Sensational Scotland took a seismic leap in their bid to reach consecutive European Championships by stunning Spain in a heroic triumph.
Scott McTominay crashed in a deflected opener after just seven minutes, triggering an explosion of noise inside a charged Hampden Park.
Steve Clarke’s team rode their luck to stay ahead at the break, only for McTominay to repeat his earlier feat just after the restart to cause chaos in the stands as well as in the bamboozled Spanish defence.
Scotland, in their first competitive victory over Spain for 39 years, now top Group A – three points above the humbled Spaniards and five in front of a stuttering Norway.
This one was for the lovers. It was also for the the long suffering.
Scotland’s support are among the most passionate. Even in defeat in Kazakhstan; in incessant matches with Israel; in a 1-0 humbling by Costa Rica; in a last-gasp Harry Kane equaliser; and also in getting to a major championships for the first time in a generation only to have your goalie lobbed from the half-way line.
A top-10 side in Croatia were undone here 10 years ago, but surely not since World Cup finalists France were heroically beaten in 2006 and 2007 has that loyalty been vindicated as it was at a national stadium dripping with drama as much as the damp Glaswegian weather.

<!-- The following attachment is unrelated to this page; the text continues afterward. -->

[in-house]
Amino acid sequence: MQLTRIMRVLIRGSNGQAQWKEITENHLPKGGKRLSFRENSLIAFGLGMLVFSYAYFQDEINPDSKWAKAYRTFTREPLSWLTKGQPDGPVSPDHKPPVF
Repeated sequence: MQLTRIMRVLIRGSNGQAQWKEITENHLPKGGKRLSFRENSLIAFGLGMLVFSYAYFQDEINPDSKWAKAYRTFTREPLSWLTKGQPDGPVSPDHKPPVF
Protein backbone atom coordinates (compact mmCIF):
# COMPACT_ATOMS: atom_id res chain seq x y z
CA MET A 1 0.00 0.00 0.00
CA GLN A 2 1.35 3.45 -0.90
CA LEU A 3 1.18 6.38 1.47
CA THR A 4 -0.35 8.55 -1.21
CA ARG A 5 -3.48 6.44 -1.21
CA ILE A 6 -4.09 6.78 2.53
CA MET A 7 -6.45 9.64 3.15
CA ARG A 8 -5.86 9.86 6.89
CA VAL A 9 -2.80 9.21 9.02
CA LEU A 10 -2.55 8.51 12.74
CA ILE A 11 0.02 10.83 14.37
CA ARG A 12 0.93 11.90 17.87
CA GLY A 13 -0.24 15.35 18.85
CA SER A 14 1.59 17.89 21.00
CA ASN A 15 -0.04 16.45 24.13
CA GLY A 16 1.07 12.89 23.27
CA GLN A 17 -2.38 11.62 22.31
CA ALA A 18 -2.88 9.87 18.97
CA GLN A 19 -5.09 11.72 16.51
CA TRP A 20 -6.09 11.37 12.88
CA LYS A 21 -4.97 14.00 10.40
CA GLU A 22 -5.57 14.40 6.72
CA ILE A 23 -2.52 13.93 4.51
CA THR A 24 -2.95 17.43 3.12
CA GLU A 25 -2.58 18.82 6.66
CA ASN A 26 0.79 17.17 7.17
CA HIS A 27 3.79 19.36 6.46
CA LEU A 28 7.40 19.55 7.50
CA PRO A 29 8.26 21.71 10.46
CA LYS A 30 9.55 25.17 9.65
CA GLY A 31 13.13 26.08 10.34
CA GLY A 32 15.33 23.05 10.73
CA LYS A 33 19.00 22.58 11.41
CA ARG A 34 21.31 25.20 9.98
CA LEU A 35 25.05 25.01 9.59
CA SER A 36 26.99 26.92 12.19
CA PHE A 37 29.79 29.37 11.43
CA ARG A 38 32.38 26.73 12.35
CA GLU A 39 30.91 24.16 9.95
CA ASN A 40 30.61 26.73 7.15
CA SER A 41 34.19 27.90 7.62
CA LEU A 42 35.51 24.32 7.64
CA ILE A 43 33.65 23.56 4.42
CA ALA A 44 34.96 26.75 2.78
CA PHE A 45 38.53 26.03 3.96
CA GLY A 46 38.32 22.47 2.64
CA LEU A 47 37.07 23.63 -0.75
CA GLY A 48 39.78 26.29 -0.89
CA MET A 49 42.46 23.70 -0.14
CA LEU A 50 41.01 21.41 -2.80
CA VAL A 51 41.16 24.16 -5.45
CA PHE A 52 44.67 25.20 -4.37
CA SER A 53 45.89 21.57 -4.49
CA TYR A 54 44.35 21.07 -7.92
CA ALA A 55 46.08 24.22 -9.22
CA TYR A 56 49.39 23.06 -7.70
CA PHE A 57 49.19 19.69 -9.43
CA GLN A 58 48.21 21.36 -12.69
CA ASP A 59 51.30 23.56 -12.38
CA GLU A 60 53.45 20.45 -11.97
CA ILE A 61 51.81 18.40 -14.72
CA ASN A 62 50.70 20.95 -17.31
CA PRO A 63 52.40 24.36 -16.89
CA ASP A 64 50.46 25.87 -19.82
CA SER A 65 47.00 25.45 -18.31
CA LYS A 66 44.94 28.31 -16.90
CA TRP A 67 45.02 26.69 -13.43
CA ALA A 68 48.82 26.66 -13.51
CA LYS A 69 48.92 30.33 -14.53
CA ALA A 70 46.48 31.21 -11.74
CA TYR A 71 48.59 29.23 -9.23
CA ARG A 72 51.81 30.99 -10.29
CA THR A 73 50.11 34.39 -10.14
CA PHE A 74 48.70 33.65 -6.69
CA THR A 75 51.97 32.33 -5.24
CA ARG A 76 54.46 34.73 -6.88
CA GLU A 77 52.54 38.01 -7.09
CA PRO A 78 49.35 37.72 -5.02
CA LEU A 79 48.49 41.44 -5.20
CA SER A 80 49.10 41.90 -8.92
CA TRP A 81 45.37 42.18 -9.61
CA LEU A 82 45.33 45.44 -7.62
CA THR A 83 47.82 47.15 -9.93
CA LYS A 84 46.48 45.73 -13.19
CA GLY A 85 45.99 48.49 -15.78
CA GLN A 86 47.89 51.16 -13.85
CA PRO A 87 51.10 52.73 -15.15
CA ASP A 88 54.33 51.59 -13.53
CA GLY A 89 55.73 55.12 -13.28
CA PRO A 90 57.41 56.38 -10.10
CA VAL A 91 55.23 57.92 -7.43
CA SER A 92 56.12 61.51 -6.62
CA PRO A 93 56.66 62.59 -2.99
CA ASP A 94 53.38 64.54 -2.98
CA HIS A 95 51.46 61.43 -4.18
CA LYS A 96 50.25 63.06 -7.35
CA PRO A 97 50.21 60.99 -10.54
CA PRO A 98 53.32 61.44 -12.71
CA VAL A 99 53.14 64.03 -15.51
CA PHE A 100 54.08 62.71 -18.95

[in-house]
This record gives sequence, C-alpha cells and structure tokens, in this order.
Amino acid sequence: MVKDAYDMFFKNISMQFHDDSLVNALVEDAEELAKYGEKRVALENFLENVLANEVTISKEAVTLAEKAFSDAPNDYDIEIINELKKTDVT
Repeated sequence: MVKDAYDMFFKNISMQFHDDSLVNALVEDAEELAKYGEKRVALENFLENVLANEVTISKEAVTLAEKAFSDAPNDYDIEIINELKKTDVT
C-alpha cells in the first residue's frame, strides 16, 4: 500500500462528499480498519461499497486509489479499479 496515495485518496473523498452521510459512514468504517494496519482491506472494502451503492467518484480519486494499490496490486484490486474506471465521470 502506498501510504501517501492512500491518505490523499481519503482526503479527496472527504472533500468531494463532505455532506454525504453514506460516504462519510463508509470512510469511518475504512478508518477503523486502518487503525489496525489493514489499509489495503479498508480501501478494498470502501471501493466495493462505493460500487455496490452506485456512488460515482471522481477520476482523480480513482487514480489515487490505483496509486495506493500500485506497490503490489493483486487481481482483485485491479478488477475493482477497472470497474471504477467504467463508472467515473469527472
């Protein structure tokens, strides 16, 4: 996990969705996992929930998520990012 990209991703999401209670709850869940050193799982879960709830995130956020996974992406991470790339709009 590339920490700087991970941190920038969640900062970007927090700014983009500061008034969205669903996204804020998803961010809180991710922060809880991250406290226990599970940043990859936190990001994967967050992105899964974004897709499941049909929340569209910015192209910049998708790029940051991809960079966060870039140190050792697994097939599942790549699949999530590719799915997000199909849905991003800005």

Clarke steered Scotland to Euro 2020, but in terms of landmark nights, this one is up there with dumping Denmark and shootouts in Serbia. And then some.
From the seventh minute, Scotland were on the march. Pedro Porro, Spurs’ beleaguered full-back, slipped, leaving the door open for Andy Robertson to pounce. His cut back was perfect for McTominay, whose low rifled shot whizzed off the sprawling Inigo Martinez and into the net.
If that was met with hysteria, you could have heard a pin drop when Scotland’s new hero struck again on the 51st minute.
This time it was Kieran Tierney’s cross after a marauding run that the Spaniards didn’t deal with. Fifty thousand held their collective breath as the leather of McTominay’s boot struck on the half volley.
Bedlam ensued in the stands, while Clarke allowed himself a modest fist pump in a fleeting glimpse of emotion.
In truth, it was a killer blow that caused Spain – who made eight changes from the side which overcame Norway 3-0 on Saturday – to capitulate. Passes all over the place, 50/50s lost.
They were a shadow of the team that had the Scots clinging to a half-time lead. Their second defeat in 39 European Championship qualifiers was in the post.
While Ryan Christie’s meandering run and toe poke whistled past for what would have been a quick second, Espanyol’s Joseulu soon caused chaos. He had a free header straight at Angus Gunn saved, before then thundering another off a rattled crossbar.
There was then a moment of madness from Robertson, who was lucky to escape a shoulder to Porro’s jaw. It was a bombardment at that point.
But Scotland should have added to their lot, too. Lyndon Dykes steered over when one-on-one just before the break, while John McGinn whacked the bar straight from a free-kick.
In the end it did not matter. The game came to a close with a chorus of “no Scotland, no party”. It may be going for some time.
Player of the match – Scott McTominay